July 6, 2015
The story of Justin Chen, a Finance Manager, is one of many “Stories by Role” now displayed on IBM. Each character has a different job, such as Liza Hay from Marketing, Donny Cruz from IT and Anisa Mirza from HR. Each job comes with a problem for which Watson, IBM’s supercomputer, has just the solution. Justin, the article relates, is having trouble deciding which payments to follow. Watson provides solutions,
“With IBM® Watson™ Analytics, Justin can ask which customers are least likely to pay, who is most likely to pay and why. He can analyze this information… [and] collect more payments more efficiently… With Watson Analytics, Justin can ask which customers are likely to leave and which are likely to stay and why. He can use the answers for analysis of customer attrition and retention, predict the effect on revenue and determine which customer investments will lead to more profitable growth.”
It seems that the now world-famous Watson has been converted from search to a basket containing any number of IBM software solutions. It isn’t stated in the article, but we can probably assume that the revenue from each solution counts toward Watson’s soon to be reported billions in revenue.
Chelsea Kerwin, July 6, 2014
July 3, 2015
If you read this blog, you know that I comment on semantic technology every month or so. In June I pointed to an article which had been tweeted as “new stuff.” Wrong. Navigate to “Semantic Search Hoohah: Hakia”; you will learn that Hakia is a quiet outfit. Quiet as in no longer on the Web. Maybe gone?
There are other write ups in my free and for fee columns about semantic search. The theme has been consistent. My view is that semantic technology is one component in a modern cybernized system. (To learn about my use of the term cyber, navigate to www.xenky.com/cyberosint.)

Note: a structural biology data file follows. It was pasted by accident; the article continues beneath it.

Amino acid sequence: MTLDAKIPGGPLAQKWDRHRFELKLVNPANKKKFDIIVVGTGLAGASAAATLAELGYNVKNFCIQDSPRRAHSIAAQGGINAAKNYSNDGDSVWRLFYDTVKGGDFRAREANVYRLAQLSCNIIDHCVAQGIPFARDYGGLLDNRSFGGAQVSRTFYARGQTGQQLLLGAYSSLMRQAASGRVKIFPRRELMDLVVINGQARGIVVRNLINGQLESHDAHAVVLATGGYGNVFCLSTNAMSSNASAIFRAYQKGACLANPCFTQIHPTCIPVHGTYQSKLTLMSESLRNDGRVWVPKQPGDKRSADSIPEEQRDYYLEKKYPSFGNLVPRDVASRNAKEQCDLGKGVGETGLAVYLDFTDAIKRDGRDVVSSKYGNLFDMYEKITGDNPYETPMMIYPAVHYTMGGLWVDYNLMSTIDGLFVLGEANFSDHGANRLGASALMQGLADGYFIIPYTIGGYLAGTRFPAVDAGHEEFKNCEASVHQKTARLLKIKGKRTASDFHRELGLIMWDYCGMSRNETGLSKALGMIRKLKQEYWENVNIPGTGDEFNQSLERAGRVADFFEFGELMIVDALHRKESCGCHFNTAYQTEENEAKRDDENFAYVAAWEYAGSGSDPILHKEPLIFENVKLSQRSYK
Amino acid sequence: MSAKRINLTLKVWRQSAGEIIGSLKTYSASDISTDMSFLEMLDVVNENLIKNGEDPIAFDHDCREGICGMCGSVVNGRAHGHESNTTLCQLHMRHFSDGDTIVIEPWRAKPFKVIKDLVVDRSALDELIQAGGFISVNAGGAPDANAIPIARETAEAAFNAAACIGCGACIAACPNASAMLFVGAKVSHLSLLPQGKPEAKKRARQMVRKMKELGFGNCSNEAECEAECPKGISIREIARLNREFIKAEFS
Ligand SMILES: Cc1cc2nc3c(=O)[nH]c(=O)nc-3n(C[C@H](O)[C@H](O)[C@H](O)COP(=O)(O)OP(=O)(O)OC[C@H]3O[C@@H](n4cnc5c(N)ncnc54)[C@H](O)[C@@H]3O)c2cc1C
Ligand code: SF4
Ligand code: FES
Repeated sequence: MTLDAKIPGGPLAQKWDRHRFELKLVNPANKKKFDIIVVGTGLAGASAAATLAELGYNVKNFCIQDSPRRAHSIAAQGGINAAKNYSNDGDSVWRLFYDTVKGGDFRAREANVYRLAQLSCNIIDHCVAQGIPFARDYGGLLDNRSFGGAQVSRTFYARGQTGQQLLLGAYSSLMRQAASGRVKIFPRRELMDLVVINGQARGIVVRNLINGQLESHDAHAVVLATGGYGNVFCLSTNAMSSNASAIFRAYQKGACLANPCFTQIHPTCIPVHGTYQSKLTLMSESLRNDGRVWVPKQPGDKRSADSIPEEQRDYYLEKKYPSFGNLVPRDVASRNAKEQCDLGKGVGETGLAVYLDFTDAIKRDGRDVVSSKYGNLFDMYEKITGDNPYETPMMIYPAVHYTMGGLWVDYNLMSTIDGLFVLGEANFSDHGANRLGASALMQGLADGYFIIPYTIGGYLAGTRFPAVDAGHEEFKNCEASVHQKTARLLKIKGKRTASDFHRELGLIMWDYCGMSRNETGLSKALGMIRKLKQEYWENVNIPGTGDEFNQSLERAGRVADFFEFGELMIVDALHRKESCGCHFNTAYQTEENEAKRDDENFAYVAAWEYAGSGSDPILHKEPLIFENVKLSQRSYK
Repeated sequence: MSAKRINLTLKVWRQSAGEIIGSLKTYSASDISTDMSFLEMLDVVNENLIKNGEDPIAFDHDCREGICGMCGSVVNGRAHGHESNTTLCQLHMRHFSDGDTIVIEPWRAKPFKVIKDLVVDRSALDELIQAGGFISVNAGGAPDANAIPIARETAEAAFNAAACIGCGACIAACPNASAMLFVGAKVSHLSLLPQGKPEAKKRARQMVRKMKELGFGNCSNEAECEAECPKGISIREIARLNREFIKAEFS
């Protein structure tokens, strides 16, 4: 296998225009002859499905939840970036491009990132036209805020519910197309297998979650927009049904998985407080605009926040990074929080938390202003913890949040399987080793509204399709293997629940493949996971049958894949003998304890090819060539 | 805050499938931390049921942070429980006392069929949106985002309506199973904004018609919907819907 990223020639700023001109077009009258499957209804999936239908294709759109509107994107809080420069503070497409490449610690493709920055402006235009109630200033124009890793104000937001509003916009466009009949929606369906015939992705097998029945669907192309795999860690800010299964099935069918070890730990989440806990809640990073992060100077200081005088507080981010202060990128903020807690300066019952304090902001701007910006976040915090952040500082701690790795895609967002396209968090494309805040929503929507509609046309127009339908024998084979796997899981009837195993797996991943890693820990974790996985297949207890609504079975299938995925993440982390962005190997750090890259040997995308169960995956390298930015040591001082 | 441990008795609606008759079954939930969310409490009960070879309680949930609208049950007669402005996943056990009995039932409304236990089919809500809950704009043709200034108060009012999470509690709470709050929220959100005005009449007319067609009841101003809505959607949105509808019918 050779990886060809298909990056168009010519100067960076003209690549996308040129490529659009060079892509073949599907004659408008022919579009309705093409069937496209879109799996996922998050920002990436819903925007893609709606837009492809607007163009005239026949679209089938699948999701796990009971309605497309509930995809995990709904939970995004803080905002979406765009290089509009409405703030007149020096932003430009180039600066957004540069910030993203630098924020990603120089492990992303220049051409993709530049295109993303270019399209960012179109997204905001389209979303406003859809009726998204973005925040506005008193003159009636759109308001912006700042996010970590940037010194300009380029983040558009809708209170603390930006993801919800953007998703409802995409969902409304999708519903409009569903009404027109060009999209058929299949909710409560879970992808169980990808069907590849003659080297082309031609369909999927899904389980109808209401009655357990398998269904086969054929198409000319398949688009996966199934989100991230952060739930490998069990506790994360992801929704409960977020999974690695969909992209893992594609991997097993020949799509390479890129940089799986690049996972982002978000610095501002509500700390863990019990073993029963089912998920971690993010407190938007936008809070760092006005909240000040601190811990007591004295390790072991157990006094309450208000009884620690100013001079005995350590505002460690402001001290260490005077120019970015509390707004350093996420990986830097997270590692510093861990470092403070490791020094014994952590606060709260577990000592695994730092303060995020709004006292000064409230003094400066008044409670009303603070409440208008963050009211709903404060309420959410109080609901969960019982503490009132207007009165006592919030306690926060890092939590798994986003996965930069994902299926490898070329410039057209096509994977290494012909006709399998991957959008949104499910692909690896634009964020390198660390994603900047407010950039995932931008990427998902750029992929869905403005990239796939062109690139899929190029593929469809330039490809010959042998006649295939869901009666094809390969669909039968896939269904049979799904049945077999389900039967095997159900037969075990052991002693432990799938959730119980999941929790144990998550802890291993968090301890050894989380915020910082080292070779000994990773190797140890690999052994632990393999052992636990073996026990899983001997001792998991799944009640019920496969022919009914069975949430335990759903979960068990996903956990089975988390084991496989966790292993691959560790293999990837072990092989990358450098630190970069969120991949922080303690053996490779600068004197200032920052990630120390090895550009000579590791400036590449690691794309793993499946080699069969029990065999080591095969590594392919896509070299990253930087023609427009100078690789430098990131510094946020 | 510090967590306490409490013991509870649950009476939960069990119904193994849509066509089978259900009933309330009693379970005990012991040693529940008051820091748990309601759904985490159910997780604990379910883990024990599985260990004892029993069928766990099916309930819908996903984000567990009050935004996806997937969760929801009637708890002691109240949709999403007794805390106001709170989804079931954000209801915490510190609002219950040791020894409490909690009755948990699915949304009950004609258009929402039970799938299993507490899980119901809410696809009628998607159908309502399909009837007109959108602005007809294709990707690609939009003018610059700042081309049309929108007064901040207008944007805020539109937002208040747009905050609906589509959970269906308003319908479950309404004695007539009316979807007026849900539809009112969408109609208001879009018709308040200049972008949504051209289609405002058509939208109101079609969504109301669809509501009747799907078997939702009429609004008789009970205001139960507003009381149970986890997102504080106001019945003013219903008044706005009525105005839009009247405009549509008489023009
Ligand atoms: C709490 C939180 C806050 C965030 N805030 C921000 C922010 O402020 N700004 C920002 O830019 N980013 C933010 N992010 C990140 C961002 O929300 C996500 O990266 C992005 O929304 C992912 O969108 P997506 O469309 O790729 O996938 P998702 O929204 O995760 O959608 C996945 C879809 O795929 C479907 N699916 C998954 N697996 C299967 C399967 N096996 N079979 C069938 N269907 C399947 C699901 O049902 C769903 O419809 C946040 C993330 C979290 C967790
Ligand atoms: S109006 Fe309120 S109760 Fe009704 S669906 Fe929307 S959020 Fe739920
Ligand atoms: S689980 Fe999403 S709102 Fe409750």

I find the promotion of search engine optimization as “semantic” amusing. I find the search service firms’ promotion of their semantic expertise amusing. I find the notion of open source outfits deep in hock to venture capitalists asserting their semantic wizardry amusing.
I don’t know if you are quite as amused as I am. Here’s an easy way to determine your semantic humor score. Navigate to this slideshare link and cruise through the 34 deck presentation made by one of Lucidworks’ search mavens. Lucidworks is a company I have followed since it fired up its jets with Marc Krellenstein on board. Dr. Krellenstein ejected in short order, and the company has consumed many venture dollars with management shifts, repositionings, and the Big Data thing.
We now have Lucidworks in the semantic search sector.
Here’s what I learned from the deck:
- The company has a new logo. I think this is the third or fourth.
- Search is about technology and language. Without Google’s predictive and personalized routines, words are indeed necessary.